Occasionally you run across a song so unutterably strange you’re left speechless. Such is the case with the 1973 single “Funky Worm” by the great Ohio Players, who bequeathed us such fabulously funky tunes as “Love Rollercoaster” (“Say what?”) and “Fire.” “Funky Worm” inexplicably rose to No. 1 on the Billboard R&B charts, despite it’s, er, rather odd vocals and subject matter. But if I’m surprised it was a big hit I have no doubt it’s a fantastic song, infused with high humor and featuring several high-pitched Moog synthesizer solos that have been sampled, at last count by one source, by some 183 artists including Dr. Dre, Ice Cube, and N.W.A.
The Ohio Players were formed way back in 1959 as the Ohio Untouchables, but broke up and reformed several times. But talk about your perseverance; they were still together (having changed their name to Ohio Players) in 1973, when the band finally scored a hit with “Funky Worm” off their Pleasure LP. The song was written by the band’s then keyboardist Walter “Junie” Morrison, who split in 1974 and went on to record several solo albums before joining Parliament-Funkadelic.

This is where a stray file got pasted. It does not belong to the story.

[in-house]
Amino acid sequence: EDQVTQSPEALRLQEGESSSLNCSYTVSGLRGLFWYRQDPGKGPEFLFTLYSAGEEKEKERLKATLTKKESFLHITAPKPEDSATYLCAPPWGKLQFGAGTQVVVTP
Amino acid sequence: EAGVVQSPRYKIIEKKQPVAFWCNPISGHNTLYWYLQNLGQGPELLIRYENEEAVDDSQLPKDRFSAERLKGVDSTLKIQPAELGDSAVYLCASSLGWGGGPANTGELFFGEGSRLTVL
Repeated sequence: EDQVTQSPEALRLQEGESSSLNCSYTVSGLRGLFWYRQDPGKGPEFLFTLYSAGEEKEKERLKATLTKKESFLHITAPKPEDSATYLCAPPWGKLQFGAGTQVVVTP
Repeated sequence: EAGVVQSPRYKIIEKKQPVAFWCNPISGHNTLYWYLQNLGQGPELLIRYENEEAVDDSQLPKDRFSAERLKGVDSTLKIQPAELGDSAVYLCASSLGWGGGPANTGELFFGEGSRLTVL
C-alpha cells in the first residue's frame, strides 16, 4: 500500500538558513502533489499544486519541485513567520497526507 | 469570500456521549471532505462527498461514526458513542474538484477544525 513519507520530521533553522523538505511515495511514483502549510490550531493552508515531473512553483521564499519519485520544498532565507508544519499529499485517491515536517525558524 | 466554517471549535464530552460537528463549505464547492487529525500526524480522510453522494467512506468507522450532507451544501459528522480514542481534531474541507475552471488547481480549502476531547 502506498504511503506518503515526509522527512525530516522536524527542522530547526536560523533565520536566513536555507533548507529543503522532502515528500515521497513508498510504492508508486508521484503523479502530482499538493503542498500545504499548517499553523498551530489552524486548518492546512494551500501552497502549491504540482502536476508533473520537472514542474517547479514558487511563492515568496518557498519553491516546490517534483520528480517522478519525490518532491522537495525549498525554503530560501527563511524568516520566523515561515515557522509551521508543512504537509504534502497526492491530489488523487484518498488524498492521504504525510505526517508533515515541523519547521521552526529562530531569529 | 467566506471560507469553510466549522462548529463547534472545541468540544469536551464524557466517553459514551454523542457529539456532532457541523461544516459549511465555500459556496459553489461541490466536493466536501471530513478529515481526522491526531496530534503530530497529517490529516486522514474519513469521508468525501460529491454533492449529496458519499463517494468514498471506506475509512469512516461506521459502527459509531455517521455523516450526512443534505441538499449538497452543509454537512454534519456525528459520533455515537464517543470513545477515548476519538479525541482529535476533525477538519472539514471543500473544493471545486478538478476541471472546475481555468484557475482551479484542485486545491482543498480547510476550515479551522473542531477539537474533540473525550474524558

“Funky Worm” is odd for the simple reason that it’s basically a conversation between a member of the band and “Granny,” who I suspect is another member of the band, although I’ve had zero luck in finding out who delivered her lines. Granny is introduced to a Mr. Johnson by his secretary while a funky groove plays in the background, and she delivers her introductory lines (“Me and the Ohio Players gonna tell you about a worm/He’s the funkiest worm in the world/Okay, sing it, fellas”), at which point the guys in the band sing about the worm, who lives six feet down and “who only comes around/When he wants to get down.”
Those six feet are odd, being grave-deep and all, but I don’t think the song has anything whatsoever to do with death, although the following tune, “Our Live Has Died” reprises the “six feet down” trope in a more meaningful setting. Nor is the worm a metaphor for a cock. No, it’s a worm she’s talking about, who “when he comes out of his hole sounds something like this,” at which point Morrison plays a freaky solo.